- David Rothkopf: Many doubted John Kerry would succeed against tough odds
- But after a year as secretary of state, he's had surprising success, says Rothkopf
- He says Kerry made progress on restoring diplomacy as central to U.S. role overseas
- Rothkopf: Key for Kerry legacy is whether Iran, Syria, Israel-Palestinian talks bear fruit
You could have gotten very good odds had you predicted at the beginning of 2013, when John Kerry took office as secretary of state, that he would end up having the most successful year of anyone in the Obama administration or, indeed, Washington.
Kerry was an old familiar face, a man whose moment had come and gone with his presidential candidacy in 2004. He was following in the footsteps of the most popular politician in America in an administration not famous for giving its Cabinet members much of the limelight that was jealously guarded for the President.
He also was going to be thrust into an international situation in which the problems ranged from intractable to almost incomprehensible at a time when the people of the United States had precious little interest in overseas engagement.
Yet here we are a year later and Kerry is widely regarded as having transcended himself, his job, the limitations placed on him by the White House, and the challenges of the world scene.
He is viewed as a man who has effectively built on the work Hilary Clinton did to restore diplomacy to the center of U.S. foreign policy and, in fact, as a greater risk taker than she was.
He has shown creativity, tenacity, the courage to stand up to leaders overseas and his would-be minders in the administration and has won widespread kudos for it.
One very senior Middle East diplomat on Tuesday described him to me as a "national treasure" for the United States. And this is someone who has many issues with the United States' handling of crises in Egypt, Syria, Iraq and Iran.
Another leader from the same region described the Kerry Israel-Palestine peace process as the "most remarkable effort I have seen in my lifetime." Within the State Department, while he is not given top grades as a manager of that big bureaucracy, he is seen as a force of nature, as someone who is willing the department into the central role that for the past decade was primarily occupied by the Pentagon in shaping U.S. international priorities.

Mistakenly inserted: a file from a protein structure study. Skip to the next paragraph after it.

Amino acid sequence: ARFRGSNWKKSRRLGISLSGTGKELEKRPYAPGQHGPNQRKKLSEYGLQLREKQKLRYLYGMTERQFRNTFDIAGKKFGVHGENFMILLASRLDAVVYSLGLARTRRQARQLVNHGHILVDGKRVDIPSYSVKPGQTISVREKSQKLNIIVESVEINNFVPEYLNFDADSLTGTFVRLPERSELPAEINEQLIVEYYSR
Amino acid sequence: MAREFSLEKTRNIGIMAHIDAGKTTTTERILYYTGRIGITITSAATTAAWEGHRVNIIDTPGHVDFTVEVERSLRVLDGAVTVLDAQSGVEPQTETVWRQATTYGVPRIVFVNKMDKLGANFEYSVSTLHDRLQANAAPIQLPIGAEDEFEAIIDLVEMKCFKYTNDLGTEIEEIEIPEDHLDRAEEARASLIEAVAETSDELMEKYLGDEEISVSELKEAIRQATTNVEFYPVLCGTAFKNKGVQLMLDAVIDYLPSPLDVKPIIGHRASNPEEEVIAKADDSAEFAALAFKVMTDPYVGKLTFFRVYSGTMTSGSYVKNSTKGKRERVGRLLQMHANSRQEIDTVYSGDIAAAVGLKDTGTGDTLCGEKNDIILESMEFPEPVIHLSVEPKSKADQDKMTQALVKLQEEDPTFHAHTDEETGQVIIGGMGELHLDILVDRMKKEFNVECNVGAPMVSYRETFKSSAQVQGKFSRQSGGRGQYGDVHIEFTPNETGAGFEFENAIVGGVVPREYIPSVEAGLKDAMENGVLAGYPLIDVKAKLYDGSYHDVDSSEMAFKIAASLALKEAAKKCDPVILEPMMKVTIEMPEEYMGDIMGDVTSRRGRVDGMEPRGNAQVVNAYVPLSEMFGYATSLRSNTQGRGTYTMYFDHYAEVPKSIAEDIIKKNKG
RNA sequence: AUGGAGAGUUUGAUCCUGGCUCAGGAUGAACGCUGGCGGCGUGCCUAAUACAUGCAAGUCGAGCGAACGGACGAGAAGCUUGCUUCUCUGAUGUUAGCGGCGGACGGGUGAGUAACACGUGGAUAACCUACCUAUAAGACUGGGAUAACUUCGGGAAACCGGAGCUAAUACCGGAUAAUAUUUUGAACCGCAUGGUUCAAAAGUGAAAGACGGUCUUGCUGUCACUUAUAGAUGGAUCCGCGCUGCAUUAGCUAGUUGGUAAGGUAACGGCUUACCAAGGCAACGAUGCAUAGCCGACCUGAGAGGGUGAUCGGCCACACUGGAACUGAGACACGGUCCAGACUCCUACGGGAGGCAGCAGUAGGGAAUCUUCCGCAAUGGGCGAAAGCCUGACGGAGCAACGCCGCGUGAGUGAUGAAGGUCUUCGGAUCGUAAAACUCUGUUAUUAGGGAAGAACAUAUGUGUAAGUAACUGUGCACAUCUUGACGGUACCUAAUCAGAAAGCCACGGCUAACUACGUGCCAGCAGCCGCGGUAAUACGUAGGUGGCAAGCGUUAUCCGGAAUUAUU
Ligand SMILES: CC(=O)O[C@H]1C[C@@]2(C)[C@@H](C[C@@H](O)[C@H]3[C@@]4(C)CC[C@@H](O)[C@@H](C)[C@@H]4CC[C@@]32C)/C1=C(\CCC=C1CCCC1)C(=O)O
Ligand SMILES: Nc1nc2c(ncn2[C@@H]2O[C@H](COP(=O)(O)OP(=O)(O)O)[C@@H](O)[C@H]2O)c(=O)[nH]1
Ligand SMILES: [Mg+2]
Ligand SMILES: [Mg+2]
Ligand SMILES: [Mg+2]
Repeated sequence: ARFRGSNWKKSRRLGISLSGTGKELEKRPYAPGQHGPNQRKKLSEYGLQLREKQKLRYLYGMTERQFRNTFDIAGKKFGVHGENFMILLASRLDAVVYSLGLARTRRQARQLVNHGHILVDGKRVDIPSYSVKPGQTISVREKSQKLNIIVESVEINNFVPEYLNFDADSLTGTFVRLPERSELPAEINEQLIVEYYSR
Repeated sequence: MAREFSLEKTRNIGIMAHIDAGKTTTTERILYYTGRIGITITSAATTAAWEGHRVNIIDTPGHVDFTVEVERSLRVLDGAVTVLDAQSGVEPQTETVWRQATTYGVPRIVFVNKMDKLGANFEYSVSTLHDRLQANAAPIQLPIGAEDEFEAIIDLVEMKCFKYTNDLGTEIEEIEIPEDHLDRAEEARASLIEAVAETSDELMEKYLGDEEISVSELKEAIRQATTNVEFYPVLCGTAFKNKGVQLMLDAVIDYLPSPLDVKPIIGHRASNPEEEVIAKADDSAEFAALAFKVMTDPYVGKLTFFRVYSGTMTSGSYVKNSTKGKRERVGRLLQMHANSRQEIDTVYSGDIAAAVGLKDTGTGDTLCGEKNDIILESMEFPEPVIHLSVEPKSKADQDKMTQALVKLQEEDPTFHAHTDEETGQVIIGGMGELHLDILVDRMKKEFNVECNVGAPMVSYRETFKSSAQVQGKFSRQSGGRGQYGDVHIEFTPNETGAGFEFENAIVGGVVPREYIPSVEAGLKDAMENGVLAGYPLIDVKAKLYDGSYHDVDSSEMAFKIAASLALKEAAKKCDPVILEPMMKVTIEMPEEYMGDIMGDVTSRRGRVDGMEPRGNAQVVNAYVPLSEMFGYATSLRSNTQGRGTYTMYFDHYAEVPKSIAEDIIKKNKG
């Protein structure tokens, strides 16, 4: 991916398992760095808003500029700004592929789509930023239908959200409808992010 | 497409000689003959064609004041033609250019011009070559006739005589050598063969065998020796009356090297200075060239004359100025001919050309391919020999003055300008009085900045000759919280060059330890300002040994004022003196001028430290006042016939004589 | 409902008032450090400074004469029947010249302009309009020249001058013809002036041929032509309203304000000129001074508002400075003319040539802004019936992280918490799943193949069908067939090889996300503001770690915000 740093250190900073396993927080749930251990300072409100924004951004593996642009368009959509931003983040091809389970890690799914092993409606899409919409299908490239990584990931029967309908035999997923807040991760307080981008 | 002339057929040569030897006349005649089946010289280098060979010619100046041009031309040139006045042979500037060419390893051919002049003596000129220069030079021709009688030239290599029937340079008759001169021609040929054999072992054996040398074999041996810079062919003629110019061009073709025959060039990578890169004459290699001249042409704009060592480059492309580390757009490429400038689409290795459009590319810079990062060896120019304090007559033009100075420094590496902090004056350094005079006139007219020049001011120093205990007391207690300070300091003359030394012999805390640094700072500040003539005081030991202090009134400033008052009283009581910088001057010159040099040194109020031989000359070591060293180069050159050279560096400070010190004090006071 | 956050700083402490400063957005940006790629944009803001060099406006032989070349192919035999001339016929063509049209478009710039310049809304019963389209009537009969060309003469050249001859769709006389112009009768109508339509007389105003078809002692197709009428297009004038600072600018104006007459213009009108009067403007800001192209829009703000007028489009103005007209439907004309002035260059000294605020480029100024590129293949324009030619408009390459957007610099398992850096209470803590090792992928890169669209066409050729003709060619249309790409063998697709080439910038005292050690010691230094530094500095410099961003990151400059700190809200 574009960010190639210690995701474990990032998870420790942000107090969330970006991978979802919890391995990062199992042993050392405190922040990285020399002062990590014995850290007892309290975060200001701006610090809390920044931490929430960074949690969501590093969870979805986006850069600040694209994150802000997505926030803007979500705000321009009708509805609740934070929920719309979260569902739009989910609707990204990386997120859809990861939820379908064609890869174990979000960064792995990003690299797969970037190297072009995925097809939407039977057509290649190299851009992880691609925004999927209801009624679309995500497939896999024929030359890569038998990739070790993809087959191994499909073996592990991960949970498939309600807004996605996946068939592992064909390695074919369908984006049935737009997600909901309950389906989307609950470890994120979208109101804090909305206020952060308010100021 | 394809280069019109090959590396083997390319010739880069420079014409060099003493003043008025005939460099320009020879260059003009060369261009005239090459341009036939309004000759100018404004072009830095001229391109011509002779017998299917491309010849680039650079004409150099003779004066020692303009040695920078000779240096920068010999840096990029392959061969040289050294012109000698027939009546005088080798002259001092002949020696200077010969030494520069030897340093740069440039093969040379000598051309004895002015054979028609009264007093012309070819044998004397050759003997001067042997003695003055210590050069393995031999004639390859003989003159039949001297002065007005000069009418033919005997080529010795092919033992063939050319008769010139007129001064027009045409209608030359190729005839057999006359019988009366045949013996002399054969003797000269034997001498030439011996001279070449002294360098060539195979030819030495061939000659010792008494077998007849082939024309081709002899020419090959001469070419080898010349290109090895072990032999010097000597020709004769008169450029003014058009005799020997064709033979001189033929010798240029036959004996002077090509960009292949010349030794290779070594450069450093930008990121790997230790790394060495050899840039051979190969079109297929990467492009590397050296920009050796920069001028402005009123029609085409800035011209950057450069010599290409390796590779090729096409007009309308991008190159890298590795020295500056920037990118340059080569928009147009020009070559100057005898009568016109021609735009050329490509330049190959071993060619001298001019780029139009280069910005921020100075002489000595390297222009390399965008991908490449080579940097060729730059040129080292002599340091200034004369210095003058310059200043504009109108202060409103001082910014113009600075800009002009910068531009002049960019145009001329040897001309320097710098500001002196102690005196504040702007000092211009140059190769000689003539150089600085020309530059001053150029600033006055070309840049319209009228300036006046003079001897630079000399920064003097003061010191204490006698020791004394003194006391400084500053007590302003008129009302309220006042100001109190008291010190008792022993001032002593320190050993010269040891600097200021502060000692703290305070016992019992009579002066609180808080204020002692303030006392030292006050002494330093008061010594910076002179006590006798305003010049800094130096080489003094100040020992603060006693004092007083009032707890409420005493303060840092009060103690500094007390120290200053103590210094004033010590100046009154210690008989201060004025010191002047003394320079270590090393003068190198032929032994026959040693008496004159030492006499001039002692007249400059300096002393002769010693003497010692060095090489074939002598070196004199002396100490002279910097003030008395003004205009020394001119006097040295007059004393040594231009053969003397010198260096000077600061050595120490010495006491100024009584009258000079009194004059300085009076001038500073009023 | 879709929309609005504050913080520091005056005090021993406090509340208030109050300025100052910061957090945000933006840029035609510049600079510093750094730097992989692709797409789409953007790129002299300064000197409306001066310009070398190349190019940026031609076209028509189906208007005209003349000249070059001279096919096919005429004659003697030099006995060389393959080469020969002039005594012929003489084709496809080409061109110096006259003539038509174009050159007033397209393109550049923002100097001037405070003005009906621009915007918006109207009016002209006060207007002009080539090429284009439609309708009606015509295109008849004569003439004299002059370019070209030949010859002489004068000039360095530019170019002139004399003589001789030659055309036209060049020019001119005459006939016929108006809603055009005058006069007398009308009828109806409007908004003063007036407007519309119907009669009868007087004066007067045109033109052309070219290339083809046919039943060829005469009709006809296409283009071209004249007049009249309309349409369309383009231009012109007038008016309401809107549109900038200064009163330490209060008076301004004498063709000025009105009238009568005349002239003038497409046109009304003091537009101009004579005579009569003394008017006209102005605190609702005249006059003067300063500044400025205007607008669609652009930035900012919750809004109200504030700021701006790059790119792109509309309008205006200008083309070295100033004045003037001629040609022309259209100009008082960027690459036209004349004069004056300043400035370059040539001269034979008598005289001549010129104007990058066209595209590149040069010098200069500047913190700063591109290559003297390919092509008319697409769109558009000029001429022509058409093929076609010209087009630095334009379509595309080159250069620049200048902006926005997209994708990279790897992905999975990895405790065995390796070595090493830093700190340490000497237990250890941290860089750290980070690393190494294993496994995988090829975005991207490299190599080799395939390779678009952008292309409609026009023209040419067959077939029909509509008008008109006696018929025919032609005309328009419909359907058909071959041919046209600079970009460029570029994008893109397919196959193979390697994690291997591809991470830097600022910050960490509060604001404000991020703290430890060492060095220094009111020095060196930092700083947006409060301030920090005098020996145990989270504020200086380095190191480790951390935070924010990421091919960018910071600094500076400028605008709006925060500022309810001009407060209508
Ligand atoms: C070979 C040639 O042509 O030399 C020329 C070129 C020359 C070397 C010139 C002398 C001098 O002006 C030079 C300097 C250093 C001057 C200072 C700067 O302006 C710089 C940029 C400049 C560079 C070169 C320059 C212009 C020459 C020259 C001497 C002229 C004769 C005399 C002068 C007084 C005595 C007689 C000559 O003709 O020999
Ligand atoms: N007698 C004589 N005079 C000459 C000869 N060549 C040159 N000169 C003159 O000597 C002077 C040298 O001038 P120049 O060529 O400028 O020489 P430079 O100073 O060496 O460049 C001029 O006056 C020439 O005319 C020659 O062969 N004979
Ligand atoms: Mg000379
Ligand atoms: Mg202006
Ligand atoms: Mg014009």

Some of the change in the role of diplomacy is, of course, a result of shifting away from a war footing in Iraq and Afghanistan, withdrawing our troops and thus making military action less central to our initiatives in the Middle East. But that could just as easily have created a void.
Yet Kerry stepped in and from the beginning astonished everyone with his appetite to tackle the Israel-Palestine issue, his nimbleness in turning missteps in Syria into a chemical deal that would have been hard to imagine months earlier and his stewardship of the administration's Iran nuclear negotiations.
Some characterized him as a dreamer early on, a Don Quixote. But with the progress that has already been achieved on all three fronts, it is impossible not to see him as making a significant impact—largely by virtue of his tireless travel schedule, his mastery of the facts and his force of personality.
Of course, it is just a year that has transpired. While expectations for the Kerry tenure at State may have started low, he has raised them considerably.
Now all eyes are on these three deals to see what happens. Will there be an Iran deal? If so, will it be a good one that the Congress and our allies can accept or will it strengthen Iran without gaining real peace of mind for the United States and our allies in the region?
Will the Syria chemical deal, which the United States has complained is not resulting in the elimination of weapons fast enough, ultimately deliver on its original goals? Or will it continue to serve, as President Obama's own top intelligence official recently asserted, to strengthen the regime of Bashar al-Assad?
And what benefit will a chemical weapons deal achieve if Syria continues to fester and serve as both a killing field and a training ground for an unprecedented number of extremists?
Can progress be made between Israel and the Palestinians? Even with the sniping that Kerry is receiving from top officials in the Israeli government? Even with the divisions among the Palestinians?
And what of the decay in Iraq? The possibility that the same will occur in Afghanistan when the United States leaves or that in leaving there, we will also become less capable of fighting terrorism in Pakistan? What of the shape-shifting and spread of al Qaeda and similar extremist groups? And what of the rest of the world that feels that the United States is once again focused almost exclusively on the Middle East even as large emerging markets are buffeted by crisis, Africa is rocked by wars, and our alliances are in desperate need of modernization?
No, while Kerry has had a remarkable year and has been an invaluable asset for the United States, he and his team know well that their toughest work lies ahead. His legacy and that of the President he serves will be determined less by the considerable progress of the past year and much more by whether the opportunities he has helped create can be capitalized upon in the time between now and the end of 2016.
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